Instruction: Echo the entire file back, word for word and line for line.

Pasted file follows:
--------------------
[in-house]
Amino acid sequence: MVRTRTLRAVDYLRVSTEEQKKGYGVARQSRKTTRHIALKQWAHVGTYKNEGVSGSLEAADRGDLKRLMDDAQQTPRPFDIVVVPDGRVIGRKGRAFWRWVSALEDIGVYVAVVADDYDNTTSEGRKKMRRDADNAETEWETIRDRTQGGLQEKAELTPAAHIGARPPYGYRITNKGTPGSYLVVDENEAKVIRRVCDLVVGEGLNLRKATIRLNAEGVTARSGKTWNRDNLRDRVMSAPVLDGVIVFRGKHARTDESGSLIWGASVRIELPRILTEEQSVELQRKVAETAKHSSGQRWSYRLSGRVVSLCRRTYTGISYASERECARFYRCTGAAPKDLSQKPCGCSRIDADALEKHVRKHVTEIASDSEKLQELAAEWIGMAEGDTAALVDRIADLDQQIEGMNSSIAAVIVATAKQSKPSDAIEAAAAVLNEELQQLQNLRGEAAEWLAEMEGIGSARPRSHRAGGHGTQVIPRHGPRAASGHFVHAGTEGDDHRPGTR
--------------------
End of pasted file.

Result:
[in-house]
Amino acid sequence: MVRTRTLRAVDYLRVSTEEQKKGYGVARQSRKTTRHIALKQWAHVGTYKNEGVSGSLEAADRGDLKRLMDDAQQTPRPFDIVVVPDGRVIGRKGRAFWRWVSALEDIGVYVAVVADDYDNTTSEGRKKMRRDADNAETEWETIRDRTQGGLQEKAELTPAAHIGARPPYGYRITNKGTPGSYLVVDENEAKVIRRVCDLVVGEGLNLRKATIRLNAEGVTARSGKTWNRDNLRDRVMSAPVLDGVIVFRGKHARTDESGSLIWGASVRIELPRILTEEQSVELQRKVAETAKHSSGQRWSYRLSGRVVSLCRRTYTGISYASERECARFYRCTGAAPKDLSQKPCGCSRIDADALEKHVRKHVTEIASDSEKLQELAAEWIGMAEGDTAALVDRIADLDQQIEGMNSSIAAVIVATAKQSKPSDAIEAAAAVLNEELQQLQNLRGEAAEWLAEMEGIGSARPRSHRAGGHGTQVIPRHGPRAASGHFVHAGTEGDDHRPGTR